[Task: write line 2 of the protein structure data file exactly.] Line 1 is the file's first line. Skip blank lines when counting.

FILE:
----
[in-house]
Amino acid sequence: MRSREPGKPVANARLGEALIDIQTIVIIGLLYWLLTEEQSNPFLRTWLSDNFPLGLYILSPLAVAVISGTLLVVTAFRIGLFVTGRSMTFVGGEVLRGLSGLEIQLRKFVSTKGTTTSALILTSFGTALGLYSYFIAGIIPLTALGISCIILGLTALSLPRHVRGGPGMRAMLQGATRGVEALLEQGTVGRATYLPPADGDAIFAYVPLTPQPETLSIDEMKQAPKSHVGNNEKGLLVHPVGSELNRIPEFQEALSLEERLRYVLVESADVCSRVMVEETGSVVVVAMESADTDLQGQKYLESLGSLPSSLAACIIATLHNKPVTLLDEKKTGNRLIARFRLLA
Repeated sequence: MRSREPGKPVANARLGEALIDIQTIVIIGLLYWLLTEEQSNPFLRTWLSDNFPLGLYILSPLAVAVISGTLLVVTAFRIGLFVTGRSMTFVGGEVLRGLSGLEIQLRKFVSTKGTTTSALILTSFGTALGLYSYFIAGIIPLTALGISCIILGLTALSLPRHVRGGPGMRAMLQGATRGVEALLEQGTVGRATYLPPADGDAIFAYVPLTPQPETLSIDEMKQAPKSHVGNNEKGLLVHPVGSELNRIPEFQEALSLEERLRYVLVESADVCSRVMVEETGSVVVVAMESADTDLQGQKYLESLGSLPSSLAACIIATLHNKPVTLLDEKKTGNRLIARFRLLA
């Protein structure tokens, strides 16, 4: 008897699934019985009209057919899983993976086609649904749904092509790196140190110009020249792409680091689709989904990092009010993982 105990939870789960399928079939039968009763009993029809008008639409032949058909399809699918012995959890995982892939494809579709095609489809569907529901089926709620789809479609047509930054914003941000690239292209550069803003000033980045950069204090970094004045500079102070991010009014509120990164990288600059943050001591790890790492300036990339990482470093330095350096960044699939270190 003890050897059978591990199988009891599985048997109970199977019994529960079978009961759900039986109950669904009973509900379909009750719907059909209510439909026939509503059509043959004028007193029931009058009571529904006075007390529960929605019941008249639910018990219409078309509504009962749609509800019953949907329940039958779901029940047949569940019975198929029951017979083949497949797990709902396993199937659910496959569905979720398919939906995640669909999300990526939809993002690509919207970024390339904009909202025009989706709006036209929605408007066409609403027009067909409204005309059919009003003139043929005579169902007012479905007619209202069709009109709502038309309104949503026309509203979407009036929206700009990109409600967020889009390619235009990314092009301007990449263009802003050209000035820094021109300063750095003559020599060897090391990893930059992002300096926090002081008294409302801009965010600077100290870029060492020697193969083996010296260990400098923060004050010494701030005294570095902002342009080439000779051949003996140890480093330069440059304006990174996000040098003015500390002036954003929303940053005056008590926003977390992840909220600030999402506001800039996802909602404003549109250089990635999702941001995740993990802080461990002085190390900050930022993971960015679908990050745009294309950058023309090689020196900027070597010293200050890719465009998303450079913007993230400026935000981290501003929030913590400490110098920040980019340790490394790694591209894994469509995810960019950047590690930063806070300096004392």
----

Amino acid sequence: MRSREPGKPVANARLGEALIDIQTIVIIGLLYWLLTEEQSNPFLRTWLSDNFPLGLYILSPLAVAVISGTLLVVTAFRIGLFVTGRSMTFVGGEVLRGLSGLEIQLRKFVSTKGTTTSALILTSFGTALGLYSYFIAGIIPLTALGISCIILGLTALSLPRHVRGGPGMRAMLQGATRGVEALLEQGTVGRATYLPPADGDAIFAYVPLTPQPETLSIDEMKQAPKSHVGNNEKGLLVHPVGSELNRIPEFQEALSLEERLRYVLVESADVCSRVMVEETGSVVVVAMESADTDLQGQKYLESLGSLPSSLAACIIATLHNKPVTLLDEKKTGNRLIARFRLLA